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Known for its bewitching geometry, the Sri Yantra is a centuries-old symbol with roots that can be traced back to ancient India. While it might look like an interesting piece of abstract art, it’s in fact one of the most complex sacred geometry symbols, with a history going back thousands of years. It’s also one of the most meaningful and powerful symbols, with layer upon layer of symbolism.
The Sri Yantra, also known as the Sri Chakra, is a mystical diagram used in the Sri Vidya school of Hinduism. Out of hundreds of yantras related to principles, deities and planets, the Sri Yantra is said to be one of the most auspicious and powerful of all. It’s called the ‘queen of yantras’ because all other yantras were derived from it. It’s also widely used in Hindu ceremonies and meditation practices.
So why is the Sri Yantra so important among Hindu symbols, and what does it stand for? In this article, we’ll be taking a closer look at the story behind this sacred symbol and what it signifies.
What’s a Yantra?
In Hindu and Buddhist traditions, a Yantra is a geometric diagram, or a symbolic representation of aspects of divinity.
The term “Yantra” is derived from the Sanskrit word “Yam,” meaning to sustain or hold. So Yantra, in essence, refers to a device or tool that holds the essence of a specific concept, deity, or cosmic principle.
Yantras are typically composed of complex and highly specific geometric patterns, including circles, triangles, squares, floral patterns, and more. These patterns are not random. They are considered to be sacred designs based on ancient principles of sacred geometry.
Out of the hundreds of yantras associated with various principles, deities, and planets, the Sri Yantra stands apart. It’s the most auspicious and powerful of them all, said to be the original source from which all other yantras have evolved. It maps a person’s entire spiritual journey, from material existence to enlightenment. This spiritual journey is taken as a pilgrimage where every step takes you closer to the center. Each stage takes a person beyond their limited existence, and every level is nearer to the goal.
“Such a journey is mapped in stages, and each of these stages corresponds with one of the circuits of which the Sri Yantra is composed from the outer plane to the bindu in the center.”
When Did the Sri Yantra Originate?
Although it’s been in use for thousands of years, the origin of this symbol is clouded in mystery. The earliest known portrait of the Sri Yantra is seen in the religious institution Spigari Majha, which was established by the famous philosopher Sankara in the 8th century.
Some scholars claim that the Sri Yantra dates back to the time of the Upanishads, late Vedic Sanskrit texts containing religious teachings and ideas that are still revered in Hinduism.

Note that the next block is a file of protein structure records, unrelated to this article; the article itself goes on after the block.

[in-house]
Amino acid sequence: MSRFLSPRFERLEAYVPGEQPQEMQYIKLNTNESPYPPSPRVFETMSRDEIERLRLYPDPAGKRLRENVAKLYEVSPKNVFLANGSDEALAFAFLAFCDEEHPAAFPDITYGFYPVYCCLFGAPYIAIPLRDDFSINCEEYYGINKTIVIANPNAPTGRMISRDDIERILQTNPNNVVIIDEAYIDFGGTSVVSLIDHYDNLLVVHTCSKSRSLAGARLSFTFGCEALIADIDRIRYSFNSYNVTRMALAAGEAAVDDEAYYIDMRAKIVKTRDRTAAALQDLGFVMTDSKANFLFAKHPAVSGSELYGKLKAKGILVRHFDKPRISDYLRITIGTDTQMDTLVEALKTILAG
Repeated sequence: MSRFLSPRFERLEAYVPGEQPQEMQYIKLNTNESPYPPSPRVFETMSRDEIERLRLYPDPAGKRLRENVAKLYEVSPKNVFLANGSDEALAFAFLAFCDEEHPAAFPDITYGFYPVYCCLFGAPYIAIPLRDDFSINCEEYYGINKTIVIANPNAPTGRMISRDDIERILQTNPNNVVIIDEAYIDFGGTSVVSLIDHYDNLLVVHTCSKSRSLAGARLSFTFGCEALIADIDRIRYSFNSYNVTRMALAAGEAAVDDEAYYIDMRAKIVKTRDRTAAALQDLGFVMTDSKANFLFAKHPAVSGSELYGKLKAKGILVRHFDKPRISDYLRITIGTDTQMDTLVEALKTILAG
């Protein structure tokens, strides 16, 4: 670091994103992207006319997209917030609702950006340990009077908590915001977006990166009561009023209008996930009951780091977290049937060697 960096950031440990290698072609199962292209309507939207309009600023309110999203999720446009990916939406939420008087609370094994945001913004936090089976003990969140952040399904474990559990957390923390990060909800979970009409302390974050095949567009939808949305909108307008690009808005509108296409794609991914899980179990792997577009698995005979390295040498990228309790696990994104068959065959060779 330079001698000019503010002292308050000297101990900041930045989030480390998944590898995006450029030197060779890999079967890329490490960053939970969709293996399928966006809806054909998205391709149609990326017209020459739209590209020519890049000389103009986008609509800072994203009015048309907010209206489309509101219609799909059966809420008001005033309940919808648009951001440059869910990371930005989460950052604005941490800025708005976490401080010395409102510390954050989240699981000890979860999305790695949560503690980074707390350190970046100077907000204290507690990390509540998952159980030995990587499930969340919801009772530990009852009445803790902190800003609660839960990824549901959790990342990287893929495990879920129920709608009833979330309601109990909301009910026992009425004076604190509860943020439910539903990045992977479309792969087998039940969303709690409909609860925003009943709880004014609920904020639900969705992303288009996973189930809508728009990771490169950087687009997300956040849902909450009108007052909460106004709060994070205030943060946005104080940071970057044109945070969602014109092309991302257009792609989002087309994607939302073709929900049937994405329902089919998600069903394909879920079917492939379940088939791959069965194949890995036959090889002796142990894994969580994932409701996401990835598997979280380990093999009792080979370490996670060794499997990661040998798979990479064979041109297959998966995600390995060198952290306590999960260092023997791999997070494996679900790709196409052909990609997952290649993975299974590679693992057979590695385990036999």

In the realm of myth and legend, it’s said to be the tool that Goddess Lalita used to recreate the universe after its destruction. So, while its antiquity isn’t in doubt, what we don’t really know is exactly when and how it became a central figure in meditation and sacred rituals.
Symbolism of Sri Yantra
To understand how the Sri Yantra represents this spiritual journey, we have to break down the image. Because it’s so complex, there are several elements that need to be discussed separately. Each of these leads from the outer section toward the inner focus.
1. Outer Square
The Sri Yantra is a highly intricate geometric diagram. It begins with an outer square which represents stability and creates a solid foundation for the yantra. It also creates a boundary around the inner world, separating it from worldly existence.
In Vedic tradition, the square connects to the earth element. Each side of the yantra has an open gate, which invites you into the center. These gates represent the threshold between the inner and the outer worlds.
2. Three Concentric Circles
The next step features three concentric circles. These represent the past, present, and future, or the three states of creation, establishment, and destruction. They also represent the universe, as the Hindu vision of the universe is a set of concentric circles. But the three circles can also symbolize the Hindu trinity of Brahma, Vishnu and Shiva, the gods of creation, preservation, and destruction, respectively.
By placing these realms in concentric circles, the Sri Yantra symbolizes the journey inward, from the physical to the spiritual, reflecting the concept of spiritual growth or evolution. It encourages the seeker to move beyond the material world, through the psychic, and into the realm of the absolute, embodying the spiritual journey towards enlightenment.